Frustration over long-running legal battles to access President Trump’s tax and financial records spilled into court Tuesday as the lead lawyer for House Democrats pushed back against the president’s effort to stop a congressional subpoena.

Douglas Letter, general counsel for House Speaker Nancy Pelosi (D-Calif.), said Trump “has refused to cooperate at all, unlike all of the modern prior presidents. That is why we are here.” He urged the U.S. Court of Appeals for the D.C. Circuit to act before the start of a new Congress in January to enforce the subpoena for the president’s records.

“We believe this court can and should rule quickly and immediately,” Letter said.

The disputed subpoena was back at the D.C. Circuit after a Supreme Court ruling this summer returned the case for a more detailed review of Congress’s request to access Trump’s business records held by his longtime accounting firm. The justices said the president is not immune from congressional investigation but put the subpoena on hold in the meantime.

Trump’s lawyer Cameron T. Norris said the House Committee on Oversight and Reform must “go back to the drawing board” because of the new higher bar the Supreme Court set for subpoenas targeting a president’s personal papers. Norris said lawmakers’ “vague, loosely worded” explanation doesn’t pass the test.

House Democrats are seeking eight years of the president’s information that lawmakers say they need to amend financial disclosure and conflict-of-interest laws. The case involving the president’s records held by Mazars USA is one of several clashes over access to Trump’s personal business information.

Manhattan District Attorney Cyrus R. Vance Jr. is separately seeking the same records as part of his investigation into alleged hush-money payments made before the 2016 election to two women who said they had affairs with Trump, who has denied their claims. The Supreme Court could soon decide whether to grant Trump’s request to block immediate disclosure of his accounting firm records to a grand jury in New York.

Trump, unlike every president since Jimmy Carter, has not voluntarily turned over his tax returns.

Since the Supreme Court’s ruling in July, the New York Times has published a series of stories about the president’s taxes and debt based on tax return records it has obtained.

The three-judge panel reviewing the case for a second time Tuesday previously sided with Congress in a 2-to-1 decision. Judge David S. Tatel, nominated by President Bill Clinton, and Judge Patricia A. Millett, nominated by President Barack Obama, were in the majority. Judge Neomi Rao, nominated by President Trump, dissented.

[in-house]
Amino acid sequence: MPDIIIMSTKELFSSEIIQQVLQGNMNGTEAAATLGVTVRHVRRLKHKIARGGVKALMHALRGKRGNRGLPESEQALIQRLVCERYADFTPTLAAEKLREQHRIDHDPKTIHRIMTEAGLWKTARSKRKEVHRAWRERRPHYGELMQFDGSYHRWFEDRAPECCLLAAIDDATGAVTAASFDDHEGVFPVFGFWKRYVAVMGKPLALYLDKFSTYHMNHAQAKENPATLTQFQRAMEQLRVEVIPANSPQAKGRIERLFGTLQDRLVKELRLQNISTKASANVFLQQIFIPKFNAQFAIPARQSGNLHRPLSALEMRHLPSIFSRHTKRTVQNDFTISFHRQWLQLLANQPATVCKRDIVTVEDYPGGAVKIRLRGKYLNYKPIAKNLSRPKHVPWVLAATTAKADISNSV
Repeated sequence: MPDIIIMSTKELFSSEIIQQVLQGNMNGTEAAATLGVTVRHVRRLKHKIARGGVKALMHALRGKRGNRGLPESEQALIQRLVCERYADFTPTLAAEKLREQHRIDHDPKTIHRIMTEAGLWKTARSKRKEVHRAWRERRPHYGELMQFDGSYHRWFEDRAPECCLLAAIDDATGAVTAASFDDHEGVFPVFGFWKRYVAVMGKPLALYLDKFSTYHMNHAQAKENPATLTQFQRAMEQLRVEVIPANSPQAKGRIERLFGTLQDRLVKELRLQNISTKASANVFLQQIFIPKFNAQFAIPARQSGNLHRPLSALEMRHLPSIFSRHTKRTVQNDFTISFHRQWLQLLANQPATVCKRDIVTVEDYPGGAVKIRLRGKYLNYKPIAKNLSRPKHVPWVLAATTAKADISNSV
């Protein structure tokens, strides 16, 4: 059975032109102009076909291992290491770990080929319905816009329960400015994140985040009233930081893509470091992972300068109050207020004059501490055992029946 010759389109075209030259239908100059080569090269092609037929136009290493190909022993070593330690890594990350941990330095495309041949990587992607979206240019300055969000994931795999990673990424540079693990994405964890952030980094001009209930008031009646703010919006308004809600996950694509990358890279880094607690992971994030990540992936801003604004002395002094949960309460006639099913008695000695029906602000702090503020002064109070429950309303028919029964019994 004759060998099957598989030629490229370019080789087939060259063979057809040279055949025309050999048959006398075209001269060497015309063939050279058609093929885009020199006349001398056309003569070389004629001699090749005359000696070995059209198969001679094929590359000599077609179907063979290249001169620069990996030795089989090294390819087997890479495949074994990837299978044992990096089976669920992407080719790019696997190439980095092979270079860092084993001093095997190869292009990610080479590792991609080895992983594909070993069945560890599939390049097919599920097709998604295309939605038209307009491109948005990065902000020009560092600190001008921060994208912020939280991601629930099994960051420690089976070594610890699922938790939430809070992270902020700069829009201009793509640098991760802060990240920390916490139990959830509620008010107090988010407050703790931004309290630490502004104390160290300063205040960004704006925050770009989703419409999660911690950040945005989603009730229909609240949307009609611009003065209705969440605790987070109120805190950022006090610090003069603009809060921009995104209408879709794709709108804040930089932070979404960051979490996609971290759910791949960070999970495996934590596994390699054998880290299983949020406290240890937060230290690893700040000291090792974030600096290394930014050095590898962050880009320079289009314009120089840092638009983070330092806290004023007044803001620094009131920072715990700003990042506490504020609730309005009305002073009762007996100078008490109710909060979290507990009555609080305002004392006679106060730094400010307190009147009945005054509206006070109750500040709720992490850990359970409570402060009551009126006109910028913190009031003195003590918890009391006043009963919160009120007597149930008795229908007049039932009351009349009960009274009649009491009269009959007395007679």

The judges asked Tuesday whether the court could narrow the scope of information requested in the House subpoena, but they did not clearly indicate how or when they might rule.

Millett expressed skepticism when Trump’s lawyer suggested that the president was willing to work with the House to provide financial documents. She asked how lawmakers could pass carefully crafted legislation targeting the president without detailed information.

“They can’t shoot in the dark,” Millett said. “They really need to understand the nature of this precise problem.”

“We don’t want them to overshoot,” Norris agreed, adding, “There are plenty of ways for us to work together.”

In response, Millett noted, “The president really has not been very accommodating of subpoenas” and in some cases has “flatly forbidden any compliance.”

Rao pressed the House lawyer about the breadth of Congress’s investigative powers. If the court upheld the subpoena, she asked, would there be limits to the types of information lawmakers could seek going forward? Could the committee, she asked, access detailed health records of a president?

Letter said such a request would be valid if, for instance, Congress was concerned about a president’s health interfering with his official duties.

In sending the case back to the appeals court for additional review, the Supreme Court said that subpoenas directed at the president must meet a higher bar and can be “no broader than reasonably necessary” to serve Congress’s purpose.

Ahead of the oral argument, House lawyers told the court that Trump’s refusal to fully disclose or divest from his business holdings creates “the risk that his decision-making as President may be influenced by private financial considerations.”

Trump’s lawyers questioned lawmakers’ intentions in their court filings. The committee’s “professed interest” in revamping financial disclosure laws “cannot justify the ‘significant step’ of subpoenaing the president’s papers,” according to the president’s team.

Justice Department attorneys, who filed a brief in support of the president’s position, said the sweeping request amounted to a “dragnet” and noted that the committee already has obtained an enormous amount of information about the president’s finances without a subpoena.

After the high court’s ruling, House Oversight Committee Chairwoman Carolyn B. Maloney (D-N.Y.) issued a lengthy memo expanding on Congress’s justification for the subpoena and why lawmakers believe that it satisfies the Supreme Court’s new standard.

House lawyers described Trump’s finances as complex and opaque, and said in court filings that the president’s “unwillingness to disclose important financial information voluntarily” has “exposed vulnerabilities in current law intended to protect against Presidential conflicts of interest.”

In response, Trump’s lawyers urged the court not to consider the new committee memo as part of its review. The president’s lawyers warned that enforcing the subpoena would allow Congress to access “virtually any private records from any president,” including medical records and school transcripts, and thus would discourage people from running for public office.